Jeffrey Sachs on Beating Global Poverty

The Colombia economist says it can be done with little investing.


Economist Jeffrey Sachs, Columbia University's current rock star-cum-academic, has mastered the art of being audacious in a pleasantly reasoned sort of way. In his new book, Common Wealth: Economics for a Crowded Planet, he posits that global poverty, plus a host of other ills, can be conquered for a cost that amounts to pocket change for rich-world nations. The price tag, either shamefully low or totally unrealistic, prompts the question, "If we can, why haven't we?" Excerpts of a chat with Sachs:

How do you pull a country out of poverty?
The trick is to think technologically. People are poor because they lack productivity. They lack productivity because they don't have the tools to become more productive. Those tools include the basic inputs to raise farm yields above subsistence levels. For urban centers, it means broadband, electricity, and working ports. My concern is for the places that need the tools and simply can't pay for them. They're trapped. Those places are where we should give targeted help.

How much would that really cost?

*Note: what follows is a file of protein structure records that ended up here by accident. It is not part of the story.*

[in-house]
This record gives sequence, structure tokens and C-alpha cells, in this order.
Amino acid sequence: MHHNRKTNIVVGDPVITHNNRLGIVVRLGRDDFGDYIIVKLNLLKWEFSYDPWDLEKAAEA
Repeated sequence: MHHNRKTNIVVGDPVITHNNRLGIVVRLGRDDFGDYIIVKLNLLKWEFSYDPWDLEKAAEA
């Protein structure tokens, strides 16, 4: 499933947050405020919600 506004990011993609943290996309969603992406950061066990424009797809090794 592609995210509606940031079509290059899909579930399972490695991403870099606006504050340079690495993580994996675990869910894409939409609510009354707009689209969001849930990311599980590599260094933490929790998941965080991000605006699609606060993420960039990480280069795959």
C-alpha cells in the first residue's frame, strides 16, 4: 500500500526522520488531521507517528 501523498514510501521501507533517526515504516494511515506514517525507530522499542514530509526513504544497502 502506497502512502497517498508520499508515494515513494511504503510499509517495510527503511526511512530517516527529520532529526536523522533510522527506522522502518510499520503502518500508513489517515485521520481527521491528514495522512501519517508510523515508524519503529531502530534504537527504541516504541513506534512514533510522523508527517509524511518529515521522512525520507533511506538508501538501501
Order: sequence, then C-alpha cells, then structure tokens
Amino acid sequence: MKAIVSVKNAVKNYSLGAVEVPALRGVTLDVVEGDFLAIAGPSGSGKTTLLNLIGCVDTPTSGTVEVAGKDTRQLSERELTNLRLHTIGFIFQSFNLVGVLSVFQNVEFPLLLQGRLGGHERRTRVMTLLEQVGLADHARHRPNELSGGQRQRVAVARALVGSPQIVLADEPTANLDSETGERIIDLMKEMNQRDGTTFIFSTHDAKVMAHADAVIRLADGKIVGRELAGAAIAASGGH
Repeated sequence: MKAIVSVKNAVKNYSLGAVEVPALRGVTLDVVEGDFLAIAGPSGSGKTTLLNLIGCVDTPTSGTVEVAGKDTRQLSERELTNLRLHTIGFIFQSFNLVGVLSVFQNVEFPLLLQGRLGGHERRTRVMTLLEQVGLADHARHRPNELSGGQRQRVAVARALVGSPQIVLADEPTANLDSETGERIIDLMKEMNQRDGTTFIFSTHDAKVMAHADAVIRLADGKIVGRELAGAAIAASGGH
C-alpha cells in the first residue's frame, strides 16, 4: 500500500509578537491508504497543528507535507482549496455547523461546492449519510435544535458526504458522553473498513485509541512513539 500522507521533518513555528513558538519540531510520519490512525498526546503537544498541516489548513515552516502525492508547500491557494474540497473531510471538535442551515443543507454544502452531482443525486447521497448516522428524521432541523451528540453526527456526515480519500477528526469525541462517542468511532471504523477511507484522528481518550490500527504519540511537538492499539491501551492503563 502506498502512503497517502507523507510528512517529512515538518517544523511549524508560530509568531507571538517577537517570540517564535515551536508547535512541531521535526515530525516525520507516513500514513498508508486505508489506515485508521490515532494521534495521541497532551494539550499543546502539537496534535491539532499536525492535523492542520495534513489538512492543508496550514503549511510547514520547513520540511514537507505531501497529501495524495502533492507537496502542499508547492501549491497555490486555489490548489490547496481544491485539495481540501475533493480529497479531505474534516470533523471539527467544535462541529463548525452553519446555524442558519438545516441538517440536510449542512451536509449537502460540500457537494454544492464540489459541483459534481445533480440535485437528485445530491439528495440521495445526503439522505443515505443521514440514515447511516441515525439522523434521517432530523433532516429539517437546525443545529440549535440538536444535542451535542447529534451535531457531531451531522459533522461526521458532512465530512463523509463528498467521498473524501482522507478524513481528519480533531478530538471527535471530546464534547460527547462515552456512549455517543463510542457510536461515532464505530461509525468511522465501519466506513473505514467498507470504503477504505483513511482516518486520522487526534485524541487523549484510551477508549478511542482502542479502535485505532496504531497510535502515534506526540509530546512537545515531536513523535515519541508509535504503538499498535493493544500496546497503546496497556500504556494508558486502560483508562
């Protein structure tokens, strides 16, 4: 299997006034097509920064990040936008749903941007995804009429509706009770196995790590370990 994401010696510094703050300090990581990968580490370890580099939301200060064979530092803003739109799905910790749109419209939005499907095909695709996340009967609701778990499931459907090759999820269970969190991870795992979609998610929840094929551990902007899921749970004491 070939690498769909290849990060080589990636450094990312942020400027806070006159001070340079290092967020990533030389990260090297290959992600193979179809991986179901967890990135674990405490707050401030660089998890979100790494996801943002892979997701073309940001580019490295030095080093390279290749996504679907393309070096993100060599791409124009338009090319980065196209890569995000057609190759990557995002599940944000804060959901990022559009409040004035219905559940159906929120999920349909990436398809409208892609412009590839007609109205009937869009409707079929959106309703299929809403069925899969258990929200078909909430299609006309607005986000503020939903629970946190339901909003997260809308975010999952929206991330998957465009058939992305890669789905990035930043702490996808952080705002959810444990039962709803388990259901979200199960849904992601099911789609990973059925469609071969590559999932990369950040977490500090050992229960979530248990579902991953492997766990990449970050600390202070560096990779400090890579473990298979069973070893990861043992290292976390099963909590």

For less than 1 percent of annual income of the high-income countries—the U.S., Europe, Japan, and a few others—we could end poverty once and for all. It's enough to get the poorest countries onto a path of long-term development. By ridding the world of extreme poverty, we're doing ourselves a big favor in terms of our own long-term security. Of course, it goes without saying that most of us consider helping other people a good goal in and of itself if the price is right. And in this case, the price is right.

Why not just leave it to the free market?
Free-market forces are vital. But they are limited when you have people so poor that they are essentially isolated from markets. People that don't even grow enough food to bring to market, don't have electricity or access to roads, clinics, or schools, find themselves isolated from the world economy.

With First World economies struggling, will it be tougher to gain commitments to fight poverty?
Not really, because the amounts we're talking about are so small. To control malaria comprehensively in Africa, for example, would cost less than two days of Pentagon spending.

So how should we revamp U.S. policy?
Look at the swath of instability right now that stretches across Chad, Sudan, Somalia, up through the Arabian Peninsula to Iran, Iraq, Pakistan, and Afghanistan. That whole region is enmeshed in a real crisis of massive water scarcity, food scarcity, and population stress. If we take the initiative, we'd find that for a few billion dollars there'd be an incredible rally around us, as opposed to the hundreds of billions of dollars that just aren't getting us anywhere right now.

Columbia University
  • Kirk Shinkle

    Kirk Shinkle is a senior editor for U.S. News Money and manages the Best Funds portal. Follow him on Twitter @KirkS or email him at